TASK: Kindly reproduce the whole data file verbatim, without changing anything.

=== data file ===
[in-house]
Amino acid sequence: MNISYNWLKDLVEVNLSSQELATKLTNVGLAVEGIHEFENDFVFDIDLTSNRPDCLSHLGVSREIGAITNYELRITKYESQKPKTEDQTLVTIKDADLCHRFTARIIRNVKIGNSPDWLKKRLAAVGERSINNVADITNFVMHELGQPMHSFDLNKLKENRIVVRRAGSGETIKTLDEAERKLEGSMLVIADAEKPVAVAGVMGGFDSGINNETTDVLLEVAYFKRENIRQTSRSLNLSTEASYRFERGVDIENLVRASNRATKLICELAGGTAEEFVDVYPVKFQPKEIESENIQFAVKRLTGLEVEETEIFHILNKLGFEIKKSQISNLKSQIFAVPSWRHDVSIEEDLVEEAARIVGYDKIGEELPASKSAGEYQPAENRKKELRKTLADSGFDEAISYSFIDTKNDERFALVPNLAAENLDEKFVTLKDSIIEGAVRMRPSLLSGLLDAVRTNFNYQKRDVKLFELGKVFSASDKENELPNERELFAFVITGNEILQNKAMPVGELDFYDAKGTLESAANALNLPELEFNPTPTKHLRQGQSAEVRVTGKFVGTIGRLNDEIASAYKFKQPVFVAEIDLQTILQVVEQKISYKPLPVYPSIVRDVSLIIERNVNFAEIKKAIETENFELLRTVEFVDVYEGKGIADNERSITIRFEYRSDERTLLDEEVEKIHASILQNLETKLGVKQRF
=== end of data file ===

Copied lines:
[in-house]
Amino acid sequence: MNISYNWLKDLVEVNLSSQELATKLTNVGLAVEGIHEFENDFVFDIDLTSNRPDCLSHLGVSREIGAITNYELRITKYESQKPKTEDQTLVTIKDADLCHRFTARIIRNVKIGNSPDWLKKRLAAVGERSINNVADITNFVMHELGQPMHSFDLNKLKENRIVVRRAGSGETIKTLDEAERKLEGSMLVIADAEKPVAVAGVMGGFDSGINNETTDVLLEVAYFKRENIRQTSRSLNLSTEASYRFERGVDIENLVRASNRATKLICELAGGTAEEFVDVYPVKFQPKEIESENIQFAVKRLTGLEVEETEIFHILNKLGFEIKKSQISNLKSQIFAVPSWRHDVSIEEDLVEEAARIVGYDKIGEELPASKSAGEYQPAENRKKELRKTLADSGFDEAISYSFIDTKNDERFALVPNLAAENLDEKFVTLKDSIIEGAVRMRPSLLSGLLDAVRTNFNYQKRDVKLFELGKVFSASDKENELPNERELFAFVITGNEILQNKAMPVGELDFYDAKGTLESAANALNLPELEFNPTPTKHLRQGQSAEVRVTGKFVGTIGRLNDEIASAYKFKQPVFVAEIDLQTILQVVEQKISYKPLPVYPSIVRDVSLIIERNVNFAEIKKAIETENFELLRTVEFVDVYEGKGIADNERSITIRFEYRSDERTLLDEEVEKIHASILQNLETKLGVKQRF